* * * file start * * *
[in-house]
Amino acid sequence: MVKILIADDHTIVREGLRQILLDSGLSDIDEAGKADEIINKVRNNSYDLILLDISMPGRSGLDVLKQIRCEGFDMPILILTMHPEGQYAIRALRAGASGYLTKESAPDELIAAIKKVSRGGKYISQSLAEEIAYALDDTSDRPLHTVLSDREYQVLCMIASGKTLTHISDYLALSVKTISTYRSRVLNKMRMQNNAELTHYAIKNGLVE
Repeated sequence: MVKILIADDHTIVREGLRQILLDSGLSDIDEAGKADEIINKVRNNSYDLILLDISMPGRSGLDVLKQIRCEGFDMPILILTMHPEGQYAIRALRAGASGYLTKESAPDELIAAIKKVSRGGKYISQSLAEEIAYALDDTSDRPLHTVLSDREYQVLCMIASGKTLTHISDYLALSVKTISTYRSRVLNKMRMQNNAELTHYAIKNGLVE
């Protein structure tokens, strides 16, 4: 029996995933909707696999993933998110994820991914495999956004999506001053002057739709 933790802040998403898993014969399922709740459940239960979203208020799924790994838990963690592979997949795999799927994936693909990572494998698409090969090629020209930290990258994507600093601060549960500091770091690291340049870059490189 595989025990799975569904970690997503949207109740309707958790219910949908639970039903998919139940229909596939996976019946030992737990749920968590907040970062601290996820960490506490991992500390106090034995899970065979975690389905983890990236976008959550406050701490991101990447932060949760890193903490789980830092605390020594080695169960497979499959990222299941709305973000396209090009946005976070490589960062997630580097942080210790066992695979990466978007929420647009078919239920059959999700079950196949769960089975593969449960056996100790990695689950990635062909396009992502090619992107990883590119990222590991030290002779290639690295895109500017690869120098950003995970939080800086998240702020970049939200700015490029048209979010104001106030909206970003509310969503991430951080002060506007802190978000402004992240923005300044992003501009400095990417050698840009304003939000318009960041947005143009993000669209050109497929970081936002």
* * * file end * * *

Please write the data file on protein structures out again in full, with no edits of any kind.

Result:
[in-house]
Amino acid sequence: MVKILIADDHTIVREGLRQILLDSGLSDIDEAGKADEIINKVRNNSYDLILLDISMPGRSGLDVLKQIRCEGFDMPILILTMHPEGQYAIRALRAGASGYLTKESAPDELIAAIKKVSRGGKYISQSLAEEIAYALDDTSDRPLHTVLSDREYQVLCMIASGKTLTHISDYLALSVKTISTYRSRVLNKMRMQNNAELTHYAIKNGLVE
Repeated sequence: MVKILIADDHTIVREGLRQILLDSGLSDIDEAGKADEIINKVRNNSYDLILLDISMPGRSGLDVLKQIRCEGFDMPILILTMHPEGQYAIRALRAGASGYLTKESAPDELIAAIKKVSRGGKYISQSLAEEIAYALDDTSDRPLHTVLSDREYQVLCMIASGKTLTHISDYLALSVKTISTYRSRVLNKMRMQNNAELTHYAIKNGLVE
């Protein structure tokens, strides 16, 4: 029996995933909707696999993933998110994820991914495999956004999506001053002057739709 933790802040998403898993014969399922709740459940239960979203208020799924790994838990963690592979997949795999799927994936693909990572494998698409090969090629020209930290990258994507600093601060549960500091770091690291340049870059490189 595989025990799975569904970690997503949207109740309707958790219910949908639970039903998919139940229909596939996976019946030992737990749920968590907040970062601290996820960490506490991992500390106090034995899970065979975690389905983890990236976008959550406050701490991101990447932060949760890193903490789980830092605390020594080695169960497979499959990222299941709305973000396209090009946005976070490589960062997630580097942080210790066992695979990466978007929420647009078919239920059959999700079950196949769960089975593969449960056996100790990695689950990635062909396009992502090619992107990883590119990222590991030290002779290639690295895109500017690869120098950003995970939080800086998240702020970049939200700015490029048209979010104001106030909206970003509310969503991430951080002060506007802190978000402004992240923005300044992003501009400095990417050698840009304003939000318009960041947005143009993000669209050109497929970081936002």